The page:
(I’m thinking of Jim Jones and his followers, more than nine hundred in all, who died at Jonestown forty years ago this November. One thing I can give credit to the UUA for, if rumor holds, is that he sought ministerial fellowship, but was rejected.) Beware prophets, even if they look the part.

And we should beware sounding like prophets just because we like the force and clarity of the prophet’s voice. It’s hard to live with God, and grow into a godlike way, when you’re mad all the time. Or shooting the upset with diversions, pleasant or otherwise. So then, what shall we do?

The church has a responsibility to look at the world, first to see that we approach it through the right lens and then offer means to cope with it. The most important of these means, I think, being the plain proclamation that God will gather us together, to be All in All. An ethics of care flows from that. But we live in the world that have, and not one we would choose.

It has become a standard response in the liberal church to maintain a prophetic witness, and perhaps even a cliché. I’m not sure I could define a prophetic response, but you know it when you see it. They are noisy, inconvenient, angry in tone or some combination of these.

And you’ll forgive me if a lot of “prophetic action” seems to be the action of people confused about what better could be done. Appealing to God’s prophets of old, and kindling their fire in this age, draws attention to those seeking justice.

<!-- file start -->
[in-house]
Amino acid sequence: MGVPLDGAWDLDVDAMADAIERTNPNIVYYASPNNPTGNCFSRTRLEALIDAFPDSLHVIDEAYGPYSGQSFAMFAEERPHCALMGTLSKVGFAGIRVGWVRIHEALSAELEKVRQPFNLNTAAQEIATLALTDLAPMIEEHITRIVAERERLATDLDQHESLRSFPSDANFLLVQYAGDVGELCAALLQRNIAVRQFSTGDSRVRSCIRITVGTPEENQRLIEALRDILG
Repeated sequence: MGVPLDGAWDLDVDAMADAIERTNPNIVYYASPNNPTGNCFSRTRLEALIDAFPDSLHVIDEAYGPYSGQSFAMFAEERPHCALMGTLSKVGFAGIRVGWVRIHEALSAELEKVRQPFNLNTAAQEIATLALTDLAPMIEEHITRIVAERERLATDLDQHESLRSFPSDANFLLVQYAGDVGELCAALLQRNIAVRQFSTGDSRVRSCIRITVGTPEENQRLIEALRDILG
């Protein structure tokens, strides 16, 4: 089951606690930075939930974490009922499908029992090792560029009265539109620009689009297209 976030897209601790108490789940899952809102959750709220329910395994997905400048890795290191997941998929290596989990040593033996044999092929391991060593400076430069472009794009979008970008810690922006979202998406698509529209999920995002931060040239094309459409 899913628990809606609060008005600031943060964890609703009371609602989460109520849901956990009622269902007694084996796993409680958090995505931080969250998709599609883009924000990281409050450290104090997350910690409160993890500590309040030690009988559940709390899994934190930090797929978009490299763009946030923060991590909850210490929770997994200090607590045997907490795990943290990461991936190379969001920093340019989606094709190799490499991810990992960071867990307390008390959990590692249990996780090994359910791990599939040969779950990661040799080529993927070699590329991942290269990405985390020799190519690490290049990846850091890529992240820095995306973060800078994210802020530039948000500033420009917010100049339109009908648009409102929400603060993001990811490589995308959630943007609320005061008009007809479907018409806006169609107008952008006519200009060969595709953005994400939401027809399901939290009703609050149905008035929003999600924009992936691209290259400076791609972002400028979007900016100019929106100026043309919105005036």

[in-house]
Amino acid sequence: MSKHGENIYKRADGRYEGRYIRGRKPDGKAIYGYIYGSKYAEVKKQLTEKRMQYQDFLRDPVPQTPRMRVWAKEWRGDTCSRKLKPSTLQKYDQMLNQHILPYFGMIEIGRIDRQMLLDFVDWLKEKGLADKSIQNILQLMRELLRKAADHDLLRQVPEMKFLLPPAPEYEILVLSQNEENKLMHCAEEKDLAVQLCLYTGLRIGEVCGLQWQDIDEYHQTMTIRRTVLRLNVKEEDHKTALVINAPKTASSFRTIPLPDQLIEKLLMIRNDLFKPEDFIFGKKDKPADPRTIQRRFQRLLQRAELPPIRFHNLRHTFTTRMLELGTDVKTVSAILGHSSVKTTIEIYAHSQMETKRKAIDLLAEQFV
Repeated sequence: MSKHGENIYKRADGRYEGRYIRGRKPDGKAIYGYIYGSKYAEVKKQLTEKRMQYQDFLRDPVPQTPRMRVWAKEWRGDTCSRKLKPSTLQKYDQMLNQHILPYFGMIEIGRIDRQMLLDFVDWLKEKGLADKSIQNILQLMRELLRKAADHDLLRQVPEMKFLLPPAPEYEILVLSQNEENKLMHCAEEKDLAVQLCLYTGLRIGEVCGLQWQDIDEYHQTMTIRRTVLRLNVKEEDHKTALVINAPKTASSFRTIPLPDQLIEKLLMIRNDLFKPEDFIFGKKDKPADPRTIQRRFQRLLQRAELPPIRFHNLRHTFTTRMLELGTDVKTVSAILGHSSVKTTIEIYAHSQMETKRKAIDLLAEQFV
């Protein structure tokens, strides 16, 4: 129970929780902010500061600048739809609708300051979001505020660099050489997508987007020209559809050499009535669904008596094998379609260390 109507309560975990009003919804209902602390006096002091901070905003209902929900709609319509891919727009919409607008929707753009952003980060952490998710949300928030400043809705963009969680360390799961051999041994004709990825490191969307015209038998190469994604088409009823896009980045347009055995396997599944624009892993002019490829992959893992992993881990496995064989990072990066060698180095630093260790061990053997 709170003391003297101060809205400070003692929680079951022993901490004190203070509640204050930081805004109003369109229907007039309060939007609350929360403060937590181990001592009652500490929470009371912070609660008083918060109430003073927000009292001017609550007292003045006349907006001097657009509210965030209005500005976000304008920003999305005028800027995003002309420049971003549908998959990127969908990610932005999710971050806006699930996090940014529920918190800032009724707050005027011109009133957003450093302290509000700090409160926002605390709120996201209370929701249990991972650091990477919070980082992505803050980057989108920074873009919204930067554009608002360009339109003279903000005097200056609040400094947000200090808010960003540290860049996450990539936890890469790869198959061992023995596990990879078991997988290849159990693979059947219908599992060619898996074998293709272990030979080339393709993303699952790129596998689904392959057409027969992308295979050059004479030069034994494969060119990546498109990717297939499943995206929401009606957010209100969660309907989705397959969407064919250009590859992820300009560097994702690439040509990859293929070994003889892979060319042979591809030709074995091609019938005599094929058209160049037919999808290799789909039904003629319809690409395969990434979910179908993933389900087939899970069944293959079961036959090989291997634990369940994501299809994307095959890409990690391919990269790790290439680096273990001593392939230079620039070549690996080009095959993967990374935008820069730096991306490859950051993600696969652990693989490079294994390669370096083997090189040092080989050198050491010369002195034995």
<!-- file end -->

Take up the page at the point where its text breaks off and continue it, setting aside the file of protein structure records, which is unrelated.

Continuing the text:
We can admire the prophets. We can try to follow their teaching, perhaps also resent their wrath. We can teach their lessons to each other and our progeny. It is not at all clear that we should act like them. In any case, we’re not learning about the breadth and width of prophecy as if it were as new as it was in Amos’ day. Ours is a responsibility to act not as prophets but as responsible people who heed the prophets in the right time. Because the right time is the missing piece. Amos spoke out of a particular moment in his nation’s history. There was a context that called for a particular response. We can—and do—draw out guiding values from his words, but it’s clear that it’s not a universal prescription. Perhaps we do not need prophets because we have other spiritual offices – namely the pastors and deacons – who supply care in the ways particular to those offices.

In Amos, high in the heritage of the prophets, God has upset heritage itself. He was not born to prophecy, but for lack of a better term had it imposed upon him for the sake of his people.

Many of us are practical people who want sensible, approachable and actionable ideas to the world’s problems, even shaping our careers to help others. Ask generous people what they do to make life more fair and just. Good habits – including the good habits of being fair and just – good habits need models, practice, patience and reinforcements. Ask how others how to live with God, and grow into a godlike way — and do it.